Monday, May 22, 2023

Essential Wolverine Volume 7 by Erik Larsen, et al.

Past his prime
Back when I used to habitually read Marvel Comics in the 1980s and ‘90s, one of my favorite titles was Wolverine. I kept up with most of the X-Men comics but always preferred Wolverine’s solo title. The issues from that era (now called Wolverine Volume 2, to distinguish it from Frank Miller’s miniseries of 1982, which is Volume 1) have been collected and reproduced in Marvel’s Essential series of trade paperbacks. Essential Wolverine Volume 7 includes Wolverine issues 129 to 148, as well as one crossover issue of Hulk (#8). These issues originally ran from October 1998 to March 2000. Frankly, that’s a little late for my tastes, and these issues demonstrate a drop in quality from what I remember of the Wolverine title I used to know and love.

Most of these issues were written by Erik Larsen, the same Erik Larsen who created The Savage Dragon for Image Comics. What I liked best about the character of Wolverine is that he had a mysterious past that he was working to uncover. Writer Larry Hama took full advantage of that in his extensive run of issues in the early ‘90s, in which he gradually revealed an intricate history of Logan’s work as a covert operative. These stories by Larsen, on the other hand, just seem to put Wolverine into battle scenes with not much story behind them. Often Wolverine doesn’t even know why he’s fighting who he’s fighting. The stories also get sidetracked by Marvel’s crossover mania of this era. Wolverine spends several issues in the personification of Death, one of Apocalypse’s Four Horsemen, and the final issue of this volume presents him as a member of the new Fantastic Four, along with Hulk, Spider-Man, and Ghost Rider. Wolverine’s solo comic used to focus more on grittier earthbound matters, but here Larsen and company deliver a lot of outer space and alien invasion storylines that would be better suited for the X-Men books.

The art has also taken a turn for the worse. Marvel’s Essentials series reprints comics in black and white on newsprint paper, which is fine for the classic “coloring book” style of comics art. By the late ‘90s, however, that pen- and brush-heavy style had been abandoned in favor of more Photoshop coloration. The issues in Volume 7, therefore, are scanned as grayscale rather than black-and-white art, which causes a great lack of clarity in reproduction. There is also a definite manga influence to the graphic style, with the figures exaggerated in a cartoony manner. Big action-packed splash panels are emphasized over sequential storytelling. About half the issues in Volume 7 are drawn by Leinil Francis Yu, who really has an exciting visual style with detail-rich figures and backgrounds. Sometimes he makes it hard, however, to figure out what exactly is happening in a given panel. It made me miss the glory days when Marc Silvestri used to draw the Wolverine title in a more traditional noir style reminiscent of classic comic masters like Will Eisner or Milton Caniff. In addition, I’ve never seen more lettering errors in a volume of comics. Almost every page has at least one typo, missing word, or duplicated word. It makes you wonder if they actually scanned the final art or mistakenly used some unedited working draft.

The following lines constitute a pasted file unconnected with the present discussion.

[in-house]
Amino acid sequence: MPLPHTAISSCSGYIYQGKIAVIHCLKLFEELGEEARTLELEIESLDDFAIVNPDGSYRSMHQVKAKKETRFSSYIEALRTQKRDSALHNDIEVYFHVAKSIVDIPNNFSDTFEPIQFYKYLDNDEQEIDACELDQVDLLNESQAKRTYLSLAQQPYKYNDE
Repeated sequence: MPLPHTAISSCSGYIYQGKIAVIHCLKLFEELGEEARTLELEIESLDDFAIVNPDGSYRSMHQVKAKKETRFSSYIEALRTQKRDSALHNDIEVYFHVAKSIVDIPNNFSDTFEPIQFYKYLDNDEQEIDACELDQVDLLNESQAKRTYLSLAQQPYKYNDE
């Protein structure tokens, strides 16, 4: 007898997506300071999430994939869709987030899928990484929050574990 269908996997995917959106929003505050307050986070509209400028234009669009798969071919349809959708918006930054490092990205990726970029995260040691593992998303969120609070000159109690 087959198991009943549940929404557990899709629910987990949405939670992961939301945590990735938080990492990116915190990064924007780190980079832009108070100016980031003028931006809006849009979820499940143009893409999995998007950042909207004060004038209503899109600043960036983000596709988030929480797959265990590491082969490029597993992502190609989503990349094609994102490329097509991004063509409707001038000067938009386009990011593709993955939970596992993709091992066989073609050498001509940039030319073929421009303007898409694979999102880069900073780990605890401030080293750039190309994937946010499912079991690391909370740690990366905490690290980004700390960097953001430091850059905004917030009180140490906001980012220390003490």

I’m old enough to prefer the classic Marvel style I grew up with, as exemplified by the comics of Jack Kirby, John Buscema, or John Byrne. When Marvel started to turn away from that style in the late ‘90s, I began to lose interest. I was hoping Essential Wolverine Volume 7 might be a nice trip down memory lane, but instead I found that by 1998 the Wolverine title was already past its prime. One would be better off rereading the earlier volumes by Hama and Silvestri, which can truly be called Essential.
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